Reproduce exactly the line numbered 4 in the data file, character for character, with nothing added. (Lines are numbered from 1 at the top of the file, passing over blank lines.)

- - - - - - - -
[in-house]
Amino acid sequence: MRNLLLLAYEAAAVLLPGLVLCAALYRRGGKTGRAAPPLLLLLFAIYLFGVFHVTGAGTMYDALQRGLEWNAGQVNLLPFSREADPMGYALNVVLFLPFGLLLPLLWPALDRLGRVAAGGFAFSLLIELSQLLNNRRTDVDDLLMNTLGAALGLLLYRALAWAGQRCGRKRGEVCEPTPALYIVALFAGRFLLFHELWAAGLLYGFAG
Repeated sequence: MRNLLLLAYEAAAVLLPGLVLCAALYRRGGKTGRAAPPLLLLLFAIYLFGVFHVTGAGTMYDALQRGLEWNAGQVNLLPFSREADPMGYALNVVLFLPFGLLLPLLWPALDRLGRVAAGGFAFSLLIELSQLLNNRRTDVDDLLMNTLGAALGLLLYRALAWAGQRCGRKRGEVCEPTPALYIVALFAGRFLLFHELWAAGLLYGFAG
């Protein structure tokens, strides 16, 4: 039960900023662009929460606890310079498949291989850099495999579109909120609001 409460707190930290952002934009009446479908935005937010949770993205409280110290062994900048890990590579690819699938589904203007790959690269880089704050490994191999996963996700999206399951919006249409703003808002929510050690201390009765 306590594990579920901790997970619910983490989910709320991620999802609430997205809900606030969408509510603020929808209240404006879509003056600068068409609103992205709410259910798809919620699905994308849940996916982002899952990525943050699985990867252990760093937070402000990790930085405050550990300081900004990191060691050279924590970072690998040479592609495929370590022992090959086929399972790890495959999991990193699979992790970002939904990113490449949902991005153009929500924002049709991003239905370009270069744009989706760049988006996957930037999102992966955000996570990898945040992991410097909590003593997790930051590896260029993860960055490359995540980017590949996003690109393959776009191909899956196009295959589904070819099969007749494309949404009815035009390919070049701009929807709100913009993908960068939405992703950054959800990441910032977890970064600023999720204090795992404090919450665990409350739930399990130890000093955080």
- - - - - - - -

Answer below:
């Protein structure tokens, strides 16, 4: 039960900023662009929460606890310079498949291989850099495999579109909120609001 409460707190930290952002934009009446479908935005937010949770993205409280110290062994900048890990590579690819699938589904203007790959690269880089704050490994191999996963996700999206399951919006249409703003808002929510050690201390009765 306590594990579920901790997970619910983490989910709320991620999802609430997205809900606030969408509510603020929808209240404006879509003056600068068409609103992205709410259910798809919620699905994308849940996916982002899952990525943050699985990867252990760093937070402000990790930085405050550990300081900004990191060691050279924590970072690998040479592609495929370590022992090959086929399972790890495959999991990193699979992790970002939904990113490449949902991005153009929500924002049709991003239905370009270069744009989706760049988006996957930037999102992966955000996570990898945040992991410097909590003593997790930051590896260029993860960055490359995540980017590949996003690109393959776009191909899956196009295959589904070819099969007749494309949404009815035009390919070049701009929807709100913009993908960068939405992703950054959800990441910032977890970064600023999720204090795992404090919450665990409350739930399990130890000093955080």